Imperialism and the capture of Saddam Hussein
The Bush administration's claim that the
capture of Saddam Hussein is a great step in bringing democracy
and freedom to Iraq should be denounced by all those who
opposed the war, oppose the occupation and are against the
entire enterprise of U.S. imperialism in Iraq.
The capture of Saddam Hussein by U.S. military forces is an
act carried out solely in pursuit of strengthening the criminal
colonial occupation and weakening the Iraqi resistance. What
ever the immediate outcome of his capture, however, it cannot
alter in any fundamental way the historic anti-colonial
sentiment of the Iraqi people and their will to struggle for
The only "democracy and freedom" that Washington intends for
Iraq is the freedom to sell off all the state and privately
owned enterprises to powerful multinational corporate
exploiters; to allow 100-percent imperialist ownership; to
allow the imperialists to take over the 110 billion barrels of
oil reserves and repatriate the profits squeezed out of the
Iraqi people; to set up bases for the Pentagon; and to install
a puppet government beholden to Washington.
It is in pursuit of these objectives that Washington waged
its illegal, "pre-emptive" war of aggression against Iraq.
These are the motives behind the administration's fraudulent
charges about weapons of mass destruction, terrorism, and so
on. It is in pursuit of purely imperialist objectives that U.S.
forces have rampaged across Iraq trying to crush the
resistance--raiding homes, imprisoning thousands of suspects,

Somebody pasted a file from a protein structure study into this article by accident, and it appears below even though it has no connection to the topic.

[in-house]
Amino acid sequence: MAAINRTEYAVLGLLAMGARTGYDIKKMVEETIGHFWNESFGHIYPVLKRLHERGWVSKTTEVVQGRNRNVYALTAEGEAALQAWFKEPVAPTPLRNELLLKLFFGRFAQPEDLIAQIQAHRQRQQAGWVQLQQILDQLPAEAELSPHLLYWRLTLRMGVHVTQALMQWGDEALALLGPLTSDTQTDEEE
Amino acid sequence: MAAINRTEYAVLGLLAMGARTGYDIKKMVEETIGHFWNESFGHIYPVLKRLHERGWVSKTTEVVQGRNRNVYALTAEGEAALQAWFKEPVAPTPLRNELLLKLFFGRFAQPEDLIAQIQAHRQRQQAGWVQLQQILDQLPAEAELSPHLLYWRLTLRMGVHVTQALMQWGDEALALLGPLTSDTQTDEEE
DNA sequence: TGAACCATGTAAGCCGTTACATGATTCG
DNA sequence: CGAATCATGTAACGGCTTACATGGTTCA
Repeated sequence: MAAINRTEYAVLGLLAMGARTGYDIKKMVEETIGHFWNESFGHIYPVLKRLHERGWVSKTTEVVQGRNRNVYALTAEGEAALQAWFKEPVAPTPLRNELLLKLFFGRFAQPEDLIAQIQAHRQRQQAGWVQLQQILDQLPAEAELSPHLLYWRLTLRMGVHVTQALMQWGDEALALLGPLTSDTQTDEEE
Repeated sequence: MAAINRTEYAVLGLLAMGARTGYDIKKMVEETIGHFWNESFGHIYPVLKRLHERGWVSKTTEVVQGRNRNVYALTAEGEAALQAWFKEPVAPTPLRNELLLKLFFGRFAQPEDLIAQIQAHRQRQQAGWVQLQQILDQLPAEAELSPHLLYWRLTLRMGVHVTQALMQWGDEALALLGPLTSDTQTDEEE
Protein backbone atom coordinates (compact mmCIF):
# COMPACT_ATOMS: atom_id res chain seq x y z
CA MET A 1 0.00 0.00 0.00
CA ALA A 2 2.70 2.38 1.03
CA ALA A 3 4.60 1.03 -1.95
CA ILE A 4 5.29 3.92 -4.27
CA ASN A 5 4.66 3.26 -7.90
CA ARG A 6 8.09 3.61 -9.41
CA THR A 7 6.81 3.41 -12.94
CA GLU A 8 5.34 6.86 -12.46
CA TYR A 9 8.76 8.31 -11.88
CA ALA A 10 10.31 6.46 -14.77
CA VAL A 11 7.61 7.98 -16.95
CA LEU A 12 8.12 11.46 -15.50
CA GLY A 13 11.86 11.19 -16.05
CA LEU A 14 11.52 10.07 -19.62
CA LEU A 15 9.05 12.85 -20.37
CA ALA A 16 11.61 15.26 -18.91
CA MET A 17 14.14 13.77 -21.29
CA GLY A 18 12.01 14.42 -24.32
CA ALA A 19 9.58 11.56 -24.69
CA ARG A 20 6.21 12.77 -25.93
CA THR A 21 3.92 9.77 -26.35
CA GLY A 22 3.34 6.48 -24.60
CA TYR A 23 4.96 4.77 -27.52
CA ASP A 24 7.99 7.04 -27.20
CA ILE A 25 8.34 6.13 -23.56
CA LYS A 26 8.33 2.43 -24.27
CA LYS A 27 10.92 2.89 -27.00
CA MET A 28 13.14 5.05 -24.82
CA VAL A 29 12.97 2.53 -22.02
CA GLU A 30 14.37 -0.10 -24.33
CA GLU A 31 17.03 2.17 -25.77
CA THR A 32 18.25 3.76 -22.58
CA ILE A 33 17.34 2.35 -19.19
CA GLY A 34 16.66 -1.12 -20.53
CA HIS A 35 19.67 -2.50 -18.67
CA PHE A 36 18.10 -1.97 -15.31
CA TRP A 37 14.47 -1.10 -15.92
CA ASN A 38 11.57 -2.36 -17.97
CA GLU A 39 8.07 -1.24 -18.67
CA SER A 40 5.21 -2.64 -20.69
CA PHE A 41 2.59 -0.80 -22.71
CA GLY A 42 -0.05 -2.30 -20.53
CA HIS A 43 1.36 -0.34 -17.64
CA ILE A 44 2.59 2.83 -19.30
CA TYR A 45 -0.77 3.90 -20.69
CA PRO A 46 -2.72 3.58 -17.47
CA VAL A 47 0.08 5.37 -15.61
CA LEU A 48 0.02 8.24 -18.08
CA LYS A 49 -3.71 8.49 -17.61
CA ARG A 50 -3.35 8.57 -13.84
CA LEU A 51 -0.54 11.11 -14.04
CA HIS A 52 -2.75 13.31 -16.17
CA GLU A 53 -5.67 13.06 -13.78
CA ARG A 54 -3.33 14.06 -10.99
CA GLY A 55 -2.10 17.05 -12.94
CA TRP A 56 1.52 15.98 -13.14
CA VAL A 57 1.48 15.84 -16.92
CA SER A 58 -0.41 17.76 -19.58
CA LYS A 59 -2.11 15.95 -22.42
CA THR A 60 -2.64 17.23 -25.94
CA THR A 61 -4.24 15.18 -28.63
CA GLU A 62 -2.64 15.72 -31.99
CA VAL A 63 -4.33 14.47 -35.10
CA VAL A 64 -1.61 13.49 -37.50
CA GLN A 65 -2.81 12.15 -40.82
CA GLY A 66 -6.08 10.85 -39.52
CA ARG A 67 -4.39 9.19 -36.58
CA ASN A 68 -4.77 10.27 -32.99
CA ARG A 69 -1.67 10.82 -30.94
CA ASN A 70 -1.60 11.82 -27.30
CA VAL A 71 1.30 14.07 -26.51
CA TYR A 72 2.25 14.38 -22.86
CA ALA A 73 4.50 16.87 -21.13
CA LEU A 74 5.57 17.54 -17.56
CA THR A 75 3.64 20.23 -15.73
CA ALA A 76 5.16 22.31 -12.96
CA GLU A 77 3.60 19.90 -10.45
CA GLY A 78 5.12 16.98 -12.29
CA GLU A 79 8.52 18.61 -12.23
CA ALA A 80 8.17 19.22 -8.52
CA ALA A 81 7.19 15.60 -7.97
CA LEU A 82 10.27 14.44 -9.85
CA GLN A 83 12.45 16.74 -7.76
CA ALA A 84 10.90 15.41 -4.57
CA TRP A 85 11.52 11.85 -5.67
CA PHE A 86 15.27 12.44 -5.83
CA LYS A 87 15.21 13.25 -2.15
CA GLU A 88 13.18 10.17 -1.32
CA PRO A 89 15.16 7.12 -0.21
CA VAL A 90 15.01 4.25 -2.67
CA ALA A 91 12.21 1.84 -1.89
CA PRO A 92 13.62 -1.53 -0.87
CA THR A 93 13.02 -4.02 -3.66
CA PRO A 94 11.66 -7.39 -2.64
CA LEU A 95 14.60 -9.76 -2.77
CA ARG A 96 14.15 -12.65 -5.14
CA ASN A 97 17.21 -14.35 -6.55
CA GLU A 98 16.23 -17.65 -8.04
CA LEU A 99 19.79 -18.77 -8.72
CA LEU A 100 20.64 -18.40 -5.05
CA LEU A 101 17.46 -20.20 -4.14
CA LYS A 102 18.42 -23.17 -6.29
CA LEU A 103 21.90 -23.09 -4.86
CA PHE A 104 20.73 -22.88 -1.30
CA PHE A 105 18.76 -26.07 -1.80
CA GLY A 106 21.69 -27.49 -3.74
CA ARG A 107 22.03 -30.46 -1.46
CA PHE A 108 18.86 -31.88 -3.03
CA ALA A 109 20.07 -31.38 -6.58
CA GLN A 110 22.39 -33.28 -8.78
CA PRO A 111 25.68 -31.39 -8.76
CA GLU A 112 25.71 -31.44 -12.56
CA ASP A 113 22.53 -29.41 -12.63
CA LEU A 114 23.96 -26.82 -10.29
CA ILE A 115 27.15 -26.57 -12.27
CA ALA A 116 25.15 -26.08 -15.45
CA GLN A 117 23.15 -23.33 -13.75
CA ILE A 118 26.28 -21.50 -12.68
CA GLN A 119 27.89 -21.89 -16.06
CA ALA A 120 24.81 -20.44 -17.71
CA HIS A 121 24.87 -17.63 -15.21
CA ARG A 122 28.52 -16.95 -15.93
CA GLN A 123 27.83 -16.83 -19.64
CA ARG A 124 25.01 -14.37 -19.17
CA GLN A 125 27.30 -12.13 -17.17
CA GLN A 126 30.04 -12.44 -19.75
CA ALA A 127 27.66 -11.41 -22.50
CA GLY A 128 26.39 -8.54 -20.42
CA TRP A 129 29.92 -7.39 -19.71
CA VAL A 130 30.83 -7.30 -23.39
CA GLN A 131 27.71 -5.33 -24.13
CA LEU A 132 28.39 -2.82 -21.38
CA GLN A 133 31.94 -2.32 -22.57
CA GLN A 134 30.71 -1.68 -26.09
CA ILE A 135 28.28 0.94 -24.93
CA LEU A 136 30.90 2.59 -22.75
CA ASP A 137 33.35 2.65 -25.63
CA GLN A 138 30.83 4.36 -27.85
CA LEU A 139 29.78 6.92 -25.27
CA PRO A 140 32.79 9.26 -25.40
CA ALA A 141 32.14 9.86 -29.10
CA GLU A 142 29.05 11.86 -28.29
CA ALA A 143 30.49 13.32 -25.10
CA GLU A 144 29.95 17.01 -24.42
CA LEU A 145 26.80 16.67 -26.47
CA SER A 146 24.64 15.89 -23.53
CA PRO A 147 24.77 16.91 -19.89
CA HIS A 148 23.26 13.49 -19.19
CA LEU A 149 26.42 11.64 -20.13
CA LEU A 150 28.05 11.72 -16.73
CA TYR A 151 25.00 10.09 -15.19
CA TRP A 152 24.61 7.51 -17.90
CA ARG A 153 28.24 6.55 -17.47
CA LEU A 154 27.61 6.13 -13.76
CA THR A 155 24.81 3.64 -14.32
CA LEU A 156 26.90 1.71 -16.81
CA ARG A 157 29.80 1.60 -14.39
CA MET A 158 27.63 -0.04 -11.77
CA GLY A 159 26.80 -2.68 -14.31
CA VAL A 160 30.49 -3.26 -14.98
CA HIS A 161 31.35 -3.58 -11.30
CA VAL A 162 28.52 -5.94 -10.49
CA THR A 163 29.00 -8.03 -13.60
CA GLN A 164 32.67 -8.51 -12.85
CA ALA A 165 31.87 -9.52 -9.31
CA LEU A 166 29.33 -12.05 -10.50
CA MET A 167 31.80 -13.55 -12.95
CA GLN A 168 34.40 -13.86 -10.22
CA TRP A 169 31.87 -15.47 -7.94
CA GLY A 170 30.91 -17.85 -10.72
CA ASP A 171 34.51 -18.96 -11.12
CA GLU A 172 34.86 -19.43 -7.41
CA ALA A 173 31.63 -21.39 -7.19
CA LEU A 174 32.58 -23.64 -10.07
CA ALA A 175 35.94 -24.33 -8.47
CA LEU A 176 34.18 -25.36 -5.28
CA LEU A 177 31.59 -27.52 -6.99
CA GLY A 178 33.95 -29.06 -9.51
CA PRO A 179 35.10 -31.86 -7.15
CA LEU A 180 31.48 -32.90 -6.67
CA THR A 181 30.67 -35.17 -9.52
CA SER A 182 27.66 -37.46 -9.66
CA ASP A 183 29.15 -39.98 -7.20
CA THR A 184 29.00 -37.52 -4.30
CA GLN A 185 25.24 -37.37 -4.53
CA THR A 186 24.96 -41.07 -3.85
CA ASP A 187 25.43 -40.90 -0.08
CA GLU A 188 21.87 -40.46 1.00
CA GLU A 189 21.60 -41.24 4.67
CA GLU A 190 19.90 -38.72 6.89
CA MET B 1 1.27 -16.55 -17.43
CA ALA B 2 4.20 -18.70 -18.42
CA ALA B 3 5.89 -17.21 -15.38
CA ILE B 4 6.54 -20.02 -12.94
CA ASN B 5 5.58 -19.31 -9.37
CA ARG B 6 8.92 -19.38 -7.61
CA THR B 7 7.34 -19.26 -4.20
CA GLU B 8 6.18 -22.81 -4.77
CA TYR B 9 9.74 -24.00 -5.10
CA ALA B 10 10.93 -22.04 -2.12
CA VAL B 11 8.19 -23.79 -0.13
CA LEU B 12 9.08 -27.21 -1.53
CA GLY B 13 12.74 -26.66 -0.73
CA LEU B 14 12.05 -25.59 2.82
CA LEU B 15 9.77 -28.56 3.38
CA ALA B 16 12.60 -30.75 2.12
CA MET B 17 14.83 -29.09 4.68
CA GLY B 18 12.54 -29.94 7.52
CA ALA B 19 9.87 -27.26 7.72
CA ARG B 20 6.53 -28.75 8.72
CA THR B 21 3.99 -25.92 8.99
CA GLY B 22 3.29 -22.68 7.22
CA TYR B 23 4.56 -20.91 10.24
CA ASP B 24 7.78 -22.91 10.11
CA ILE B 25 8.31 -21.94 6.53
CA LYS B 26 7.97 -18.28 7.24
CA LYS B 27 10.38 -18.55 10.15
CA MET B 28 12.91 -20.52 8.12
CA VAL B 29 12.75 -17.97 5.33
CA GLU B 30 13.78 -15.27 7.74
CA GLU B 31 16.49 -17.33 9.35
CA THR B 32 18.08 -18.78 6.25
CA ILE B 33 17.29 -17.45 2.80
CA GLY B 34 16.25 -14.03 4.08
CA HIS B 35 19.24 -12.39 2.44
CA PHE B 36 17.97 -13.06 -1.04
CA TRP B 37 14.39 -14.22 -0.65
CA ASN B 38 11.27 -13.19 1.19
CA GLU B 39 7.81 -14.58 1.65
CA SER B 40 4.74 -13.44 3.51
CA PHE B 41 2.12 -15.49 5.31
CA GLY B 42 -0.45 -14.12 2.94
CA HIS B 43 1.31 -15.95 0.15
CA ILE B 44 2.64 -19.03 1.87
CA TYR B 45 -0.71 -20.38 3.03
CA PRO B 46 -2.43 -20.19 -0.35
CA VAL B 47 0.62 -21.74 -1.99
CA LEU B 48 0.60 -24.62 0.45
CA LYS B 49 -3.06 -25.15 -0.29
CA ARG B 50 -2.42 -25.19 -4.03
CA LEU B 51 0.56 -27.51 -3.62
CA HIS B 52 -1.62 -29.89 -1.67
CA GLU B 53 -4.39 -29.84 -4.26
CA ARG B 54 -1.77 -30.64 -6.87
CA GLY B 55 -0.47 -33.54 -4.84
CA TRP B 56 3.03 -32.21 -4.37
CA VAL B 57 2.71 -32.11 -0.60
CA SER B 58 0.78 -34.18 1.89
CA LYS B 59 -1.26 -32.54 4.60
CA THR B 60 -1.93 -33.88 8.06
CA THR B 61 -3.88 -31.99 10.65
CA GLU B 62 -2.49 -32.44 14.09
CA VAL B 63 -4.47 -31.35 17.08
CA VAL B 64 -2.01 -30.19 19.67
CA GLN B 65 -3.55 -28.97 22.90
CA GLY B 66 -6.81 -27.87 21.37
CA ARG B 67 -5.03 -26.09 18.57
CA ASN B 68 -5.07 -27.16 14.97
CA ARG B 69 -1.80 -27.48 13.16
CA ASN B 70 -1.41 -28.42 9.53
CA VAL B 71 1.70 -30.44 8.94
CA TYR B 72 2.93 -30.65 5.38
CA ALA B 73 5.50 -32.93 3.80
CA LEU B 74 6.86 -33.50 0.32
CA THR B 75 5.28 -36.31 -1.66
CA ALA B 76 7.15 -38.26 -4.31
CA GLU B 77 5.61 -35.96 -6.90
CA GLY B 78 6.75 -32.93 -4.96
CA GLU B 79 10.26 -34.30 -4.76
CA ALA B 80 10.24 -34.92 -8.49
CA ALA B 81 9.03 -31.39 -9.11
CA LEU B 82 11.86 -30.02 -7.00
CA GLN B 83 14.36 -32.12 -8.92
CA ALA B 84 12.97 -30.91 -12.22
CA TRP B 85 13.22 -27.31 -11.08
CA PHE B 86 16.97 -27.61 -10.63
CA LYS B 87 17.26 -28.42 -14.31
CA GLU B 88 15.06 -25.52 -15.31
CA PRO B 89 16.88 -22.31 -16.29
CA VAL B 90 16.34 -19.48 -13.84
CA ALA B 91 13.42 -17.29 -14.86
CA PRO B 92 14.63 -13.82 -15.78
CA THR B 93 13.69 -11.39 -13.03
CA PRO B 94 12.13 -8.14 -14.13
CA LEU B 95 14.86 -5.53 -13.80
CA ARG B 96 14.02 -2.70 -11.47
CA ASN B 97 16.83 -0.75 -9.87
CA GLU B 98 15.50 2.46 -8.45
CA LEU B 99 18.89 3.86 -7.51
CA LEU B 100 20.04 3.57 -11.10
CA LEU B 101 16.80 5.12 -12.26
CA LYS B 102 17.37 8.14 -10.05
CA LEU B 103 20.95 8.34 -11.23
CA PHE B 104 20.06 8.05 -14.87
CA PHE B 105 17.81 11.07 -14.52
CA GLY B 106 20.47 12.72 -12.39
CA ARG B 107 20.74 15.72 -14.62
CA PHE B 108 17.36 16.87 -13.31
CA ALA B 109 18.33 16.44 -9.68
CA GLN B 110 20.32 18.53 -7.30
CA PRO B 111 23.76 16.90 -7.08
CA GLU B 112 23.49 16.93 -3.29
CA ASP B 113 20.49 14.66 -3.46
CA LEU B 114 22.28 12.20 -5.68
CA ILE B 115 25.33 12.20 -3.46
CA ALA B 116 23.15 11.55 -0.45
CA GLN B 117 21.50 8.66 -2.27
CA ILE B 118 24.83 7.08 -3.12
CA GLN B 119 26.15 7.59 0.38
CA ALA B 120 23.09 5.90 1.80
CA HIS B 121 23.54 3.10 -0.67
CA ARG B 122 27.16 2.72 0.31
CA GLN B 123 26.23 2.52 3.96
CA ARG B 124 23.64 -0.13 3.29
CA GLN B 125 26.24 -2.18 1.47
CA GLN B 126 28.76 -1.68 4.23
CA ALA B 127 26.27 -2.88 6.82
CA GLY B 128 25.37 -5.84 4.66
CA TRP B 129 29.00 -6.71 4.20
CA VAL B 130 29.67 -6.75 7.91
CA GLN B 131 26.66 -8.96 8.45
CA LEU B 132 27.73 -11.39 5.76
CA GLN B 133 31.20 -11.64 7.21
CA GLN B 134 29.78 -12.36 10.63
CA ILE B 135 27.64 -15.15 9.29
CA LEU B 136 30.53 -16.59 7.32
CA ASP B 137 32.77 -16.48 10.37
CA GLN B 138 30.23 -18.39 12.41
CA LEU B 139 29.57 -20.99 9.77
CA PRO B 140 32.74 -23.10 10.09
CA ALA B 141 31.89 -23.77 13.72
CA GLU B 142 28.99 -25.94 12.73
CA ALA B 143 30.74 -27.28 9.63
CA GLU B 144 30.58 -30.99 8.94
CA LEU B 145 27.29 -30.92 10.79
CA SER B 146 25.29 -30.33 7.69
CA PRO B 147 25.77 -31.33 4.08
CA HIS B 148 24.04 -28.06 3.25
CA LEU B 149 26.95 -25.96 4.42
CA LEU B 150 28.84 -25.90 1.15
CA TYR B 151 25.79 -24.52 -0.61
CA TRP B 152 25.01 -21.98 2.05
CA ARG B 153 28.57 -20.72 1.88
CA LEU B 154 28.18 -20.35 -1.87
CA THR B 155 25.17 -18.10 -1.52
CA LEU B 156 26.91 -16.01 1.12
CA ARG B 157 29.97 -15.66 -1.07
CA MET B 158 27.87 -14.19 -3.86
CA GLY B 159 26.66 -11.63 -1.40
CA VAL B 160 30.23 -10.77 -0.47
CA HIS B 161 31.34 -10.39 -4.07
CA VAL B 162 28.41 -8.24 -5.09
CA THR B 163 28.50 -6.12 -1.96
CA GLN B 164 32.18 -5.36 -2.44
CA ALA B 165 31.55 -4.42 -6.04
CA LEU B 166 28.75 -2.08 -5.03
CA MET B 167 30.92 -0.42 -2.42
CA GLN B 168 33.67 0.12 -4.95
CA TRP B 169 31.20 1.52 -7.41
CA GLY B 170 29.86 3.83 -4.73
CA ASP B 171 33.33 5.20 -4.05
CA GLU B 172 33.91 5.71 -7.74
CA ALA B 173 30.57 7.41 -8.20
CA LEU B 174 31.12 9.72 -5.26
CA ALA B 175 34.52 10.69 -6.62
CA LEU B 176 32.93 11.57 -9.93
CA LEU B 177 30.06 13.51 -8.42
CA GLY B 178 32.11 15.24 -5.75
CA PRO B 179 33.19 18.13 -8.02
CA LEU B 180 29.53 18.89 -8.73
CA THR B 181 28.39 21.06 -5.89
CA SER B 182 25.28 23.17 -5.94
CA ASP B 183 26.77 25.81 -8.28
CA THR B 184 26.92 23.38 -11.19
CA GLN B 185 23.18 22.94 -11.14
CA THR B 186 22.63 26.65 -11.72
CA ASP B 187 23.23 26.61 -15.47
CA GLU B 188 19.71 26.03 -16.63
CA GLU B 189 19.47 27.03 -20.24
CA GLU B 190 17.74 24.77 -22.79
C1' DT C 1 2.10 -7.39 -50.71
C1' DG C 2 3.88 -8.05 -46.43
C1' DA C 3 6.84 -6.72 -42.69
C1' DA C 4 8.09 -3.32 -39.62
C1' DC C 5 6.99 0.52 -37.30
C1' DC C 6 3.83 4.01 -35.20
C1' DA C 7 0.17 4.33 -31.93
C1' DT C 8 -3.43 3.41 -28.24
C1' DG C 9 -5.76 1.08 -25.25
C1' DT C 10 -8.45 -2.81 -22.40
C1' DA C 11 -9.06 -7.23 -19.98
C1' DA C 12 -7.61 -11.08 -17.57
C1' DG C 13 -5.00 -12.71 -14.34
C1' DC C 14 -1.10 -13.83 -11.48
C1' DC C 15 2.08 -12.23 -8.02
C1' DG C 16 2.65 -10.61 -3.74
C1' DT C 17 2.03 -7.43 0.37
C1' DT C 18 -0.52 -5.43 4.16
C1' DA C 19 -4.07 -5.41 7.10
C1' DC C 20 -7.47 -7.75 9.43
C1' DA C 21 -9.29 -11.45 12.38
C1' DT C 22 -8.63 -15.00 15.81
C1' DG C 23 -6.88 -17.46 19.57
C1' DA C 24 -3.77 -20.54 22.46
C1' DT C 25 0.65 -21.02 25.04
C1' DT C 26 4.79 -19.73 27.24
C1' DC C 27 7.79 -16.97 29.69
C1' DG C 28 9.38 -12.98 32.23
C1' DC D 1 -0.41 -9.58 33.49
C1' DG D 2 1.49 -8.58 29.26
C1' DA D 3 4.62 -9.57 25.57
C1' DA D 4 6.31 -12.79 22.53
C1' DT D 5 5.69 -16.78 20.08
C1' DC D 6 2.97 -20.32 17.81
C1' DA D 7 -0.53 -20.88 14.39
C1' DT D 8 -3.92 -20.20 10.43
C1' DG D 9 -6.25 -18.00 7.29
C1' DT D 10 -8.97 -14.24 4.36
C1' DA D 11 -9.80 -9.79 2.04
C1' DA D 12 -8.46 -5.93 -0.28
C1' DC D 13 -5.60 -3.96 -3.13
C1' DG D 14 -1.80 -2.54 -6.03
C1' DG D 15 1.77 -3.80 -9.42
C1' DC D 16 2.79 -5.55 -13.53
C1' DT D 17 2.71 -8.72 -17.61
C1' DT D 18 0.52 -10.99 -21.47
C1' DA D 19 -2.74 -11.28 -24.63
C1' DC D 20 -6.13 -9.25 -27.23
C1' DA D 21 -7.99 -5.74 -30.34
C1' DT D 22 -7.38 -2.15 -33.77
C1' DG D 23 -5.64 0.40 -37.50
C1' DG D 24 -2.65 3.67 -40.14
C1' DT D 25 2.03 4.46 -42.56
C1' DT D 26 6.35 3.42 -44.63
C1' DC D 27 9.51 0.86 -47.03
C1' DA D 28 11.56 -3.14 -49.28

taking hostages and rounding up leaders. It was for these
reactionary objectives that Washington hunted down Saddam
The gloating triumphalism of the Bush administration, its
systematic attempts to humiliate the former head of the Iraqi
state, and its preparation for an imperialist-run show trial
are meant to send a message to everyone who refuses to bow down
to the dictates of U.S. imperialism: "If you resist, we will
get you." It is reminiscent of Rome's imperial armies, that
brought back rebellious leaders in chains or put their heads on
pikes, and of the U.S. Cavalry, which displayed the bodies of
Native leaders who resisted them.
To the dismay of Bush, Bremer and the military, the initial
response to the capture of Saddam Hussein has been car
bombings, rocket attacks and protest demonstrations. Bush
himself has been cautious in touting this event as some sort of
He and his advisers undoubtedly are mindful of recent
history. Shortly after taking Baghdad, U.S. generals sat in the
newly captured Republican Palace and gloated over their
"amazing victory," virtually claiming that Iraq was theirs.
Then came Bush's photo-op on the aircraft carrier when he
pronounced the war over. And again, after the execution of
Saddam Hussein's sons, Qusay and Uday, photos of their
bullet-ridden bodies were put on world display.
Each of these moments of "triumph" was followed by renewed
resistance from the Iraqi people.
The administrations in Washington, Republican and
Democratic, have focused their wrath on Iraq for 12 years,
including two wars, a genocidal sanctions regime and now a
bloody occupation. During this time well over a million Iraqis
have been killed and many more injured or sickened. No one
should forget the admission by Clinton's Secretary of State
Madeleine Albright on CBS's "60 Minutes" program on May 12,
Leslie Stahl asked Albright, referring to the sanctions: "We
have heard that half a million children have died. I mean
that's more children than died at Hiroshima. And, you know, is
the price worth it?"
Albright replied: "I think this is a very hard choice, but
the price--we think the price is worth it."
Can anyone make the case that the illegal capture of Saddam
Hussein by U.S. forces has anything to do with concern for the
Iraqi people? Indeed, one U.S. administration after another has
tortured them. Washington's invasion of Iraq was illegal. Its